A Good Example of Dehumanization in Literature
Dehumanization describes the process by which people are stripped, symbolically or literally, of characteristics that make them human, becoming like monsters, animals or automatons. In literature, this theme became widespread in the 20th century, as real-life social and technological changes challenged many people’s way of life. Examples include the wild boys of William Golding’s “Lord of the Flies,” with their sacrificial Piggy, and the literal pigs, and other farm animals, of George Orwell’s satire “Animal Farm.” One of the best expressions of dehumanization in literature is Franz Kafka’s celebrated novella “The Metamorphosis,” first published in German in 1913.
In "The Metamorphosis," the titular change occurs in the first sentence, in which the main character, Gregor Samsa, awakens to find he has become “a monstrous verminous bug.” His dehumanization is literal, as he now is a six-foot cockroach, becoming aware of his stiff carapace and numerous spindly legs. He gradually learns to maneuver despite the awkwardness of his new form, even crawling onto the walls and ceilings.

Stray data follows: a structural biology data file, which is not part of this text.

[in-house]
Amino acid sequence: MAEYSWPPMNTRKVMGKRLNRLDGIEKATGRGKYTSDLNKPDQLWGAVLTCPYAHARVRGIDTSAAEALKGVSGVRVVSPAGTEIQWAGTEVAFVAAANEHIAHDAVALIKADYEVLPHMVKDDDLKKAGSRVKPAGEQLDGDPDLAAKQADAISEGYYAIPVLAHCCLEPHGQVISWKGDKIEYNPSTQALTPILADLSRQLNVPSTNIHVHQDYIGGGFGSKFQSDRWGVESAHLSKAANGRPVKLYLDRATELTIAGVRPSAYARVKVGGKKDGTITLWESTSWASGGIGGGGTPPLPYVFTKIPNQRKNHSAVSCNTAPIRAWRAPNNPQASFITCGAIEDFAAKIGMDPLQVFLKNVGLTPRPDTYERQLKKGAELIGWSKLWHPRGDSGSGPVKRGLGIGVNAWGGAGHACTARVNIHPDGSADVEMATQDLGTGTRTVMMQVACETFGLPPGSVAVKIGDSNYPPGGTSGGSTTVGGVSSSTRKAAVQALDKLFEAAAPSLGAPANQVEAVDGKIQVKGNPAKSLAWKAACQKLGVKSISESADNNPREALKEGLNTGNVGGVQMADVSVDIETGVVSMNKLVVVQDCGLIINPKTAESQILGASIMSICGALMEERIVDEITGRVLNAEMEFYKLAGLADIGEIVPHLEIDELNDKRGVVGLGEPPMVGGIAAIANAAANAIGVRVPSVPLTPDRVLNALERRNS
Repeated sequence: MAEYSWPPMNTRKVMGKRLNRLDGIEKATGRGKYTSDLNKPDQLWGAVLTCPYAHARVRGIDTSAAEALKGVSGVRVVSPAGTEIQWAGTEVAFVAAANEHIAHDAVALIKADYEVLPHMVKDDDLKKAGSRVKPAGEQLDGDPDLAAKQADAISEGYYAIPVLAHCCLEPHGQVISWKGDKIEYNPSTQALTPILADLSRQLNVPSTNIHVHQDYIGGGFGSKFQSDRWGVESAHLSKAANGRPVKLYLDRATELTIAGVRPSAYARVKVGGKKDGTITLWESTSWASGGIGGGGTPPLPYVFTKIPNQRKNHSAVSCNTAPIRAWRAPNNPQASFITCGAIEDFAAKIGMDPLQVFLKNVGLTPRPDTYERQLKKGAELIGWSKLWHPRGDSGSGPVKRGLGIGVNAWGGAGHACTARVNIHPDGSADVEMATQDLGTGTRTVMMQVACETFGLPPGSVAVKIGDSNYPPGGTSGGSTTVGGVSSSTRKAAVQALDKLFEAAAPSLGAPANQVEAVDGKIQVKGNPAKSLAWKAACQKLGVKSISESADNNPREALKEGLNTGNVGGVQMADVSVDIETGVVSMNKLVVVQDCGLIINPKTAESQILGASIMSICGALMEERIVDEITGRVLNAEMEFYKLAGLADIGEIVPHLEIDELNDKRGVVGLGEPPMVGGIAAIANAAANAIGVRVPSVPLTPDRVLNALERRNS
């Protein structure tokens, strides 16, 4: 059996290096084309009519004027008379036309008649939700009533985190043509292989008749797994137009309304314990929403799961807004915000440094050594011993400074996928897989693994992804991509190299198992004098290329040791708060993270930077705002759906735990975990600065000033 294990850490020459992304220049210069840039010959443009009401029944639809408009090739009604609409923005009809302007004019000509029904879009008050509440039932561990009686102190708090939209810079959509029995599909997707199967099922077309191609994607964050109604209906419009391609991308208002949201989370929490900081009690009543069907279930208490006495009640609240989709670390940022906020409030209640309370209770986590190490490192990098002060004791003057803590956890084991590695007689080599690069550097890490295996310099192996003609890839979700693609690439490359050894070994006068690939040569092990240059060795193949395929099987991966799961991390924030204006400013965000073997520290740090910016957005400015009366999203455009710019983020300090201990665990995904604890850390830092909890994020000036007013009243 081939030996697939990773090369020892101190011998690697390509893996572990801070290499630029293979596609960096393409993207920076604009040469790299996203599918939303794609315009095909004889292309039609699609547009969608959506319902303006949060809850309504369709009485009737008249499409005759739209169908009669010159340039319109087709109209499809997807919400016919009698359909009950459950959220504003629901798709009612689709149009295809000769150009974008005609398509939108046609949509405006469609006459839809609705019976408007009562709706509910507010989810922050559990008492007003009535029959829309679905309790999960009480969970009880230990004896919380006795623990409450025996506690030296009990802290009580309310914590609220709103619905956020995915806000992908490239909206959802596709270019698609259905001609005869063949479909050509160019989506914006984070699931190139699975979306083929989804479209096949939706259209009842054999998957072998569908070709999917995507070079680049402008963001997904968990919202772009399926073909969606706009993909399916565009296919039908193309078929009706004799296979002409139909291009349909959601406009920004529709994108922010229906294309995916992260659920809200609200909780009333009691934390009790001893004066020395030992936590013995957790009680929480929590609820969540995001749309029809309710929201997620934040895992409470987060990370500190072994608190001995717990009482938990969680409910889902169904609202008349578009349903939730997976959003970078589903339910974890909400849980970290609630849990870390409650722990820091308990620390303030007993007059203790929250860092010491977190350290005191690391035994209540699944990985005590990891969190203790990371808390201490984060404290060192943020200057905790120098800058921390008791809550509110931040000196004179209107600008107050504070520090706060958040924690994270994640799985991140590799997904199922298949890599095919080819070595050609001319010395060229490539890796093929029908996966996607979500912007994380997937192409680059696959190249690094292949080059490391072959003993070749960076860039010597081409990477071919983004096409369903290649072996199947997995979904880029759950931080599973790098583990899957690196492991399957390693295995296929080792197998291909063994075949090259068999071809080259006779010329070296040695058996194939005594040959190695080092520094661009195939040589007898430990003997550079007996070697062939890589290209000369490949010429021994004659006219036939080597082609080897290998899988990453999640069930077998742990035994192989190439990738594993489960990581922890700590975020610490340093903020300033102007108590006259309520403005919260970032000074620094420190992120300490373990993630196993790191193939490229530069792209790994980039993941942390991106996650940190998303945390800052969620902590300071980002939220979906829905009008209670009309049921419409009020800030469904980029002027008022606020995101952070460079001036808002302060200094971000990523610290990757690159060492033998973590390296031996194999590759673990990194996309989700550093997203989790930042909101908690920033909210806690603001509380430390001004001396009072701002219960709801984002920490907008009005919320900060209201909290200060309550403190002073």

Perhaps because of his changed body, Gregor’s perceptions change as well. When he looks out his window, he can no longer see the other buildings; instead, the street appears as “a featureless wasteland.” His senses of smell and taste also change, so that he perceives his former favorite, sweetened milk, as disgusting, and he can hardly stand the odor of fresh, wholesome foods. He is drawn to rotten or congealed scraps, however.
Gregor’s father reacts to his son’s monstrous transformation with anger and horror, twice injuring Gregor as he drives him back into his bedroom. Eventually, Gregor stops referring to them as “his” family members; they become, instead, “the mother,” “the father” and “the sister.” Finally, even his beloved sister Grete refers to him only as “the monster” and urges her parents to “get rid of it.”
As Gregor’s shape, perceptions and relationships change, so too does his environment. At first, Grete and his mother try to make him more comfortable by removing the furniture from his room; however, he clings to the human-ness of his furniture, even though it is no longer any use to him, only getting in the way of his new shape. Later, his sister stops cleaning his room, and it quickly becomes filthy; before long, it becomes cluttered with unneeded furniture and even trash that the family and cleaning lady toss inside. It no longer resembles human habitation, but far from the open space that Grete had at first tried to give him, it is now a true habitat for the vermin he has become.
Jennifer Spirko has been writing professionally for more than 20 years, starting at "The Knoxville Journal." She has written for "MetroPulse," "Maryville-Alcoa Daily Times" and "Some" monthly. She has taught writing at North Carolina State University and the University of Tennessee. Spirko holds a Master of Arts from the Shakespeare Institute, Stratford-on-Avon, England.